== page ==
Jacquelynn and Bennett Dorrance spent their years at the University of Arizona together, marrying in 1968 and graduating in 1969. But they met in high school in Switzerland. They were seated at a long library table, and Jacquie asked Bennett for a pencil, which he shot down the table toward her. She found her future husband a little rude, but kind of cute.
Once they were in sunny Tucson, the young couple enjoyed outdoor pursuits, hunting or visiting Mount Lemmon on the weekends. They dined at the erstwhile Tack Room for fancy occasions or when their parents came to visit. They also visited France together as students, and were immersed in the language and culture.
Now the Dorrances share a belief in the importance of international travel, and they’re helping students experience it as part of their Wildcat Journeys. The couple offers a study abroad experience to participants in the Dorrance Scholarship Programs, which have provided academic and financial support to first-generation students at Arizona’s three public universities since 1999.
“Travel abroad is a huge part of our thinking. It’s imperative,” Jacquie says. “When we first address the freshman class [of Dorrance Scholars] coming in, I always say, ‘We didn’t choose you to change you. But we’re offering an opportunity to open your minds and have a better understanding of the world around you.’”
This focus on student travel is part of what keeps the Dorrances closely connected to the College of Humanities, which named them its Alumni of the Year in 2012. Last year, with a $5.4 million gift commitment, they established the Dorrance Endowed Deanship, expressing an intent to secure the college’s future.
“We are endowing the deanship because of our deep appreciation of Alain-Philippe Durand and his leadership as dean,” they wrote in a statement.
Durand, the inaugural holder of the Dorrance Endowed Deanship, shares a vision for the college with the Dorrances. With the Dorrances’ support, the college is launching the Fearless Inquiries Project, a strategic set of initiatives designed to make the University of Arizona a leader for vibrant humanities programs. In addition to helping students access global education opportunities, it includes using humanities as a platform to further the ideals of democracy and free speech.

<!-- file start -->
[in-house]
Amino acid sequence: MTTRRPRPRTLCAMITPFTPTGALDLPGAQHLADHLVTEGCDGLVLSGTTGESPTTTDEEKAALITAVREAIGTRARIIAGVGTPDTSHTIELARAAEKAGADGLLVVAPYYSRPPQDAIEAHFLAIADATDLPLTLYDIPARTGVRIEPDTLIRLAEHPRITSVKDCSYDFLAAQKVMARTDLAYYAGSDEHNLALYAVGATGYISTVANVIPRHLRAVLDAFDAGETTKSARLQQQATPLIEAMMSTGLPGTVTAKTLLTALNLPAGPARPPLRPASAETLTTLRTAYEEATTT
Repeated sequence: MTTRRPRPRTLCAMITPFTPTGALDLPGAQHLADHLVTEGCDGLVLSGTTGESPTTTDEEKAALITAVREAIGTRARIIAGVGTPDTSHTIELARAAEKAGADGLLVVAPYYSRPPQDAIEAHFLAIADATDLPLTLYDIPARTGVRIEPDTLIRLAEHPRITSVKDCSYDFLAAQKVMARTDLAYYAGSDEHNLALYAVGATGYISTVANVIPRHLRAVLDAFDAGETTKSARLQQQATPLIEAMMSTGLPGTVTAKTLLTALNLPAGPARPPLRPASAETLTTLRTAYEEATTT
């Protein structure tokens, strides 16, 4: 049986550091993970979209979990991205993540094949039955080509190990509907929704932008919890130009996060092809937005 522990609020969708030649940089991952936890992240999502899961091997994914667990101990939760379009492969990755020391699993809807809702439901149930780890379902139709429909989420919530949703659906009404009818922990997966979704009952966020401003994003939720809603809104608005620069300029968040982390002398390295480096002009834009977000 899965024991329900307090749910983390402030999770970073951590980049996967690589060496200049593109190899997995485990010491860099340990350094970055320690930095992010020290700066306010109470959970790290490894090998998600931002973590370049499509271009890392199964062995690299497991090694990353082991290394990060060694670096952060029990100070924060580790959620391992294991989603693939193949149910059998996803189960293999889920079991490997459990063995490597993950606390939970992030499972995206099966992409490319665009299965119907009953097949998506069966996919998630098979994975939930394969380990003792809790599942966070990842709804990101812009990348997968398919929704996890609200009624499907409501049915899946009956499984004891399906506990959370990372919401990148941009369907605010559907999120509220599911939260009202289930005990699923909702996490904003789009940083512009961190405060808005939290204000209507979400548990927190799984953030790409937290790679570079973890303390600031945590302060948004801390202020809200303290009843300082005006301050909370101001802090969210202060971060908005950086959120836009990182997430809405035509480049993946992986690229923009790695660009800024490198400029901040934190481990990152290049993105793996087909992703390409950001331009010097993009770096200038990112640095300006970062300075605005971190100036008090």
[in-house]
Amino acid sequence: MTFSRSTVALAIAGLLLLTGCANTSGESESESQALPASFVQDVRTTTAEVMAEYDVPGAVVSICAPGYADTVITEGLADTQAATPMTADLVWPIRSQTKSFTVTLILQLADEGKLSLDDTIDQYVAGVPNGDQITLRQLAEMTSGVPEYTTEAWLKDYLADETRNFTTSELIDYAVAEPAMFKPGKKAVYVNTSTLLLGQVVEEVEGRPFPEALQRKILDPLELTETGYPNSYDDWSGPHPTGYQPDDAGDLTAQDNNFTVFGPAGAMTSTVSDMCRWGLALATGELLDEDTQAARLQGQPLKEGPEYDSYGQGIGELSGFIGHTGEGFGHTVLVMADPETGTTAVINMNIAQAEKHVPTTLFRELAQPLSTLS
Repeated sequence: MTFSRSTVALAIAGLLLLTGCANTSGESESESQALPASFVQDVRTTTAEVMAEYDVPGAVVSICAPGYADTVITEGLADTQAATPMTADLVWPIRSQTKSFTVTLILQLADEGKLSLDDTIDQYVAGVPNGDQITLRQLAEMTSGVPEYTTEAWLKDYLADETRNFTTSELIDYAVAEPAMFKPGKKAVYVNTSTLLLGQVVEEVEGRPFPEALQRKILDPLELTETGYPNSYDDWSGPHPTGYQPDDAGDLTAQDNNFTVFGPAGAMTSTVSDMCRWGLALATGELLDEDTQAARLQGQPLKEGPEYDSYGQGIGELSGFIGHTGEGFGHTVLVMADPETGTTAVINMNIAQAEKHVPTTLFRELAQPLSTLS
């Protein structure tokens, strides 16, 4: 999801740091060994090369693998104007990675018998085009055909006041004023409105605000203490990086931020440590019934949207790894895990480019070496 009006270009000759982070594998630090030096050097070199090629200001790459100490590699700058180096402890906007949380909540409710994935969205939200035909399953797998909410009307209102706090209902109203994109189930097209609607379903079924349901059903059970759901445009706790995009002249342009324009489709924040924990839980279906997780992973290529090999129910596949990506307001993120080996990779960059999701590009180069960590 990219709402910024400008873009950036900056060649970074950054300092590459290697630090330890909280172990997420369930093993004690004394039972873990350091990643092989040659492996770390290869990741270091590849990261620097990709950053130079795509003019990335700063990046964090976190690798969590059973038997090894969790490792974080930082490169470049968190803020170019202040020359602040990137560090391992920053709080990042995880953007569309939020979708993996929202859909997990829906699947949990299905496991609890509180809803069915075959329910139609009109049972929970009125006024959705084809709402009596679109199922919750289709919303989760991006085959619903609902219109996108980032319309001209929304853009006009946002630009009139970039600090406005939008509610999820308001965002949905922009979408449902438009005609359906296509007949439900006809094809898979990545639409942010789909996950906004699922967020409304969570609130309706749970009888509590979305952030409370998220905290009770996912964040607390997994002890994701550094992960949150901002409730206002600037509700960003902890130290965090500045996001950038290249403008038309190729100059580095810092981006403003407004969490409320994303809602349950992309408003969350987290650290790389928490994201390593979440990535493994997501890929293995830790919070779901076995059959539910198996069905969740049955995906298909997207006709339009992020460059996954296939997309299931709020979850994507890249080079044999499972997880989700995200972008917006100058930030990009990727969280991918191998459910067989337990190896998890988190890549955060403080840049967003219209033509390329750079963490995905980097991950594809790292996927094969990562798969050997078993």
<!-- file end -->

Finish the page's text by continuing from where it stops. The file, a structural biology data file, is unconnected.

Also, Durand and the Dorrances would like to make UArizona the go-to place, especially for other universities, to learn how to support innovative humanities programs, including approaches that combine classic humanities with modern technologies. With the Dorrances support, the College launched the “Humanities Innovators in a Tech World” lecture series, and the “Perspectives Series” in Washington, D.C., to discuss the questions “How Free is Speech on Campus and Does it Matter?”
“The humanities is a way to think through challenges and find new answers. It’s about learning from the past, but also from the future,” Durand says. “Our goals are to show the power of the humanities to start these kinds of conversations, to open people’s minds to different perspectives and concepts, and to create new insights and solutions. Jacquie and Bennett are visionary partners in this work.”